“Keep vigilant watch over your heart; that’s where life starts. Don’t talk out of both sides of your mouth; avoid careless banter, white lies, and gossip. Keep your eyes straight ahead; ignore all sideshow distractions.”
There are few things worse than goodbye. In fact, half the time, I don’t understand how the two words can make one, cohesive word (good and bye, that is). They seem so distant… so unrelated in meaning and definition. And so inaccurate 90% of the time.
I think that a goodbye upsets me so much because it draws my attention to what has happened between the initial hello and the somewhat final goodbye of a relationship and friendship. It magnifies what has preceded it, and amplifies what hasn’t. It’s like a final grade in a class– it makes you combine everything accomplished and experienced into a collaborative thought, score, or analysis. And regardless of whether or not you like what you see, it is what it is. And the goodbye is the final etching in the stone.
Now, this is a bit dramatic, because in a lot of cases, goodbye is only temporary, a term used to invite a time of temporary separation between someone or something. But as this Spring semester comes to a close and I say goodbye to so many people that have influenced and built me into who I am, I can’t help but analyze the weight of the word. Through it, I think I’ve learned something about myself… It’s kind of frightening, kind of weird, and it doesn’t make sense (aka.. my life). The people that mean the most to me are the people who I neglect. Those that have invested in me and I in them, I slowly fade out of my life unconsciously, as if time has no limits or bounds tied to it. The main stages in my life are ignored for the sake of sideshow entertainment and focus. The petty things, the things that don’t hold weight in my life, somehow always replace the things/people that do. And there ya go. Alex Doleac 101. Attention Deficit Disorder of the heart.
If you haven’t read Proverbs 4, I’m going to need you to do 2 things for me: 1) Slap yourself 4 times for not reading it and 2) Read it. The last few lines are the most powerful to me, as I am urged to keep a vigilant watch over this heart of mine. Why? Because life comes from it… I struggle with this, mainly because it sounds like some cheesy cliche’ that comes from a really corny children’s book. But also because I’m not really sure what that means… and I think the reason I’m a bit clueless on this is because I don’t necessarily exercise it regularly. Keeping a vigil over my heart? I feel like I try to use my heart to vigilantly watch over other things, but who’s watching it? What happens when its eyes are diverted from the motion picture and centered on the previews? Dis. Trac. Tion. That’s what.
It’s not shocking that the way I live my life and treat people around me is very similar to the ways in which I treat the Lord of my Life– and I say that loosely. Most of the time, I don’t treat him as I call Him. Most of the time, I am too focused on everything else I’m doing to remember why I’m doing it in the first place, to remember where my identity rests, and to remember why the monotonous tasks of school hold meaning. I miss opportunities, completely misinterpret my own actions, and fall into a merry-go-round of routines, tasks, and to-do lists. I’ll be honest, watching the sideshow sucks. And yet, these eyes are continuously pulled in its direction.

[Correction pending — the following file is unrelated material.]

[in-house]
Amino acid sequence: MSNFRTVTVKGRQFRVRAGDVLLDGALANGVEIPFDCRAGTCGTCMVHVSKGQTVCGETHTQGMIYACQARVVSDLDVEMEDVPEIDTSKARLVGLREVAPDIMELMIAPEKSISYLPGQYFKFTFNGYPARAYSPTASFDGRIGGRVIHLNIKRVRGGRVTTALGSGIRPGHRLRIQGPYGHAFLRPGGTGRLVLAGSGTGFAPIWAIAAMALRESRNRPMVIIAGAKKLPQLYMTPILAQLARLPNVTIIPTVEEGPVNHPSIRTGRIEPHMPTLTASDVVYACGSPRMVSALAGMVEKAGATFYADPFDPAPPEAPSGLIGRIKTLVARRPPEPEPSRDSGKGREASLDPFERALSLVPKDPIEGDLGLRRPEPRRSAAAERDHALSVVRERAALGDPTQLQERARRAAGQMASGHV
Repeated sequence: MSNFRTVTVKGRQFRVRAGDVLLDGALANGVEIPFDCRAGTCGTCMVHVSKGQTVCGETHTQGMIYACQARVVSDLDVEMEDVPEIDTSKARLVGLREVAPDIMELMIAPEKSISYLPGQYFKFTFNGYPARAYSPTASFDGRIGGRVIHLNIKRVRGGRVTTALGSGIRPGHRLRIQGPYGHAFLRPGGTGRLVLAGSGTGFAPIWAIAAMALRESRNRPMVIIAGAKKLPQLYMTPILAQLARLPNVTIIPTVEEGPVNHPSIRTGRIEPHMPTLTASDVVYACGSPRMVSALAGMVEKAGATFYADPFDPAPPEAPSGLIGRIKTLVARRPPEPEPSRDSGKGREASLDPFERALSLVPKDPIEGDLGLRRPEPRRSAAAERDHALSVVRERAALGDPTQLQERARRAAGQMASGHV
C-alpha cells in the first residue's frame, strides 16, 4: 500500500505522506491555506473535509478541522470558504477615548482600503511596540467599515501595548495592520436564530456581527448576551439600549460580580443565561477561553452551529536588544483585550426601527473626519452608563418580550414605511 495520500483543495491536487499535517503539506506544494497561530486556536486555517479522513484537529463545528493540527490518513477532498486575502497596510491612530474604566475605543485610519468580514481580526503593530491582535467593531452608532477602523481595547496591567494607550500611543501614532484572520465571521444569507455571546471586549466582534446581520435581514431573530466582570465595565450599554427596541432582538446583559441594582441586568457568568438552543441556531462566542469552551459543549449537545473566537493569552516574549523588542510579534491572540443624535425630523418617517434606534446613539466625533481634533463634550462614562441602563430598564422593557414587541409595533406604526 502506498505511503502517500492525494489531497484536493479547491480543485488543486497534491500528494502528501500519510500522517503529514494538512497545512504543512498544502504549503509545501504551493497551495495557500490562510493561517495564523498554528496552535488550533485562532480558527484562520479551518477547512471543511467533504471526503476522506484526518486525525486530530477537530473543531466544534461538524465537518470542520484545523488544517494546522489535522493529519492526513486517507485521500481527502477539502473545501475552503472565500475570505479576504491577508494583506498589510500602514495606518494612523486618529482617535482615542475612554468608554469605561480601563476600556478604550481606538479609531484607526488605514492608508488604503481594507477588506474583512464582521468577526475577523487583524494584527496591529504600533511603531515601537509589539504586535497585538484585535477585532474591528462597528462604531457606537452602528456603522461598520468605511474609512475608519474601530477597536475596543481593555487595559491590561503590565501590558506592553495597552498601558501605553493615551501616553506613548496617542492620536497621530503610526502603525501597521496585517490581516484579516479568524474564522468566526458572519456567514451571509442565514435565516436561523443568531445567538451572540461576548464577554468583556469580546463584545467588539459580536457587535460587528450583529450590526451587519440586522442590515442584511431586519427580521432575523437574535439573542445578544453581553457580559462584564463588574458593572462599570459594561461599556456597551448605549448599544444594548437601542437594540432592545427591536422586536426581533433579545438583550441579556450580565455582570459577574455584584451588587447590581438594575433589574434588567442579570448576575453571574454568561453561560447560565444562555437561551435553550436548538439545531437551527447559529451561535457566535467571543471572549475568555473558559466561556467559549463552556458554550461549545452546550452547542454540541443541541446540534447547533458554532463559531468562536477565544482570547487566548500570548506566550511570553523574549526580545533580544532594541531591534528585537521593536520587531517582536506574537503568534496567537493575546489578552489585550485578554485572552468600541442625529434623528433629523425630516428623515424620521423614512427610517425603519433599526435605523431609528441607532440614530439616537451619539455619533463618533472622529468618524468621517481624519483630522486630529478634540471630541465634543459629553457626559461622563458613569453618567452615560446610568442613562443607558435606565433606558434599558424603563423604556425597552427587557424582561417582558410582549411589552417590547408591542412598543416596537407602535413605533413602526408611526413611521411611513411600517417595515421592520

The way we treat the One who made us is appalling. It’s selfish and disgusting. Because if we’re truly honest about ourselves, we treat God like a refresher. Like a lemonade stand in mid-July, like a cup of coffee after an all-nighter of studying, and like a sideshow to the main production of our lives. We get so distracted with the things of lesser meaning, that the little things become our motion picture and the big things… they are nothing more than a commercial. A pick-me-up from the mundane, a quick-fix. A sideshow.
For those of you like me, I’m freaking tired of saying words my life doesn’t defend. I’m exhausted from watching the sidelines and missing out on the big game at play. The truth of the matter is that God is WAY more fun to watch and learn from than any other thing this world’s got. I’ve said it before and I’ll say it again- This world is empty, pale, and poor, compared to knowing you, my Lord. And while that couldn’t be truer, how true do we really think it if our lives don’t show such focus?
I’m driving. I’m driving like a madman on drugs, swerving every direction the road will allow. No yellow line in the middle, no white lines on the sides. I’m just flooring it with all I got. But the time of distraction is over and done. Headlights are shining bright, steering wheel steady, and cruise control on. No more commercials, no more refreshments. The windshield is focused on center stage, and there’s no other production that compares.
I think it’s time to learn what commitment is. More than words, more than intention, and more than desire. It’s a life–a life of action, intentionality, and struggle. Being able to focus in on the main stage at all times, even when the sub-productions of life block your view. It’s time to commit this Airstream to a pathway of dedication and focus, a road of definition and guidance. So… Here it goes. Who’s with me?
Seein the white lines,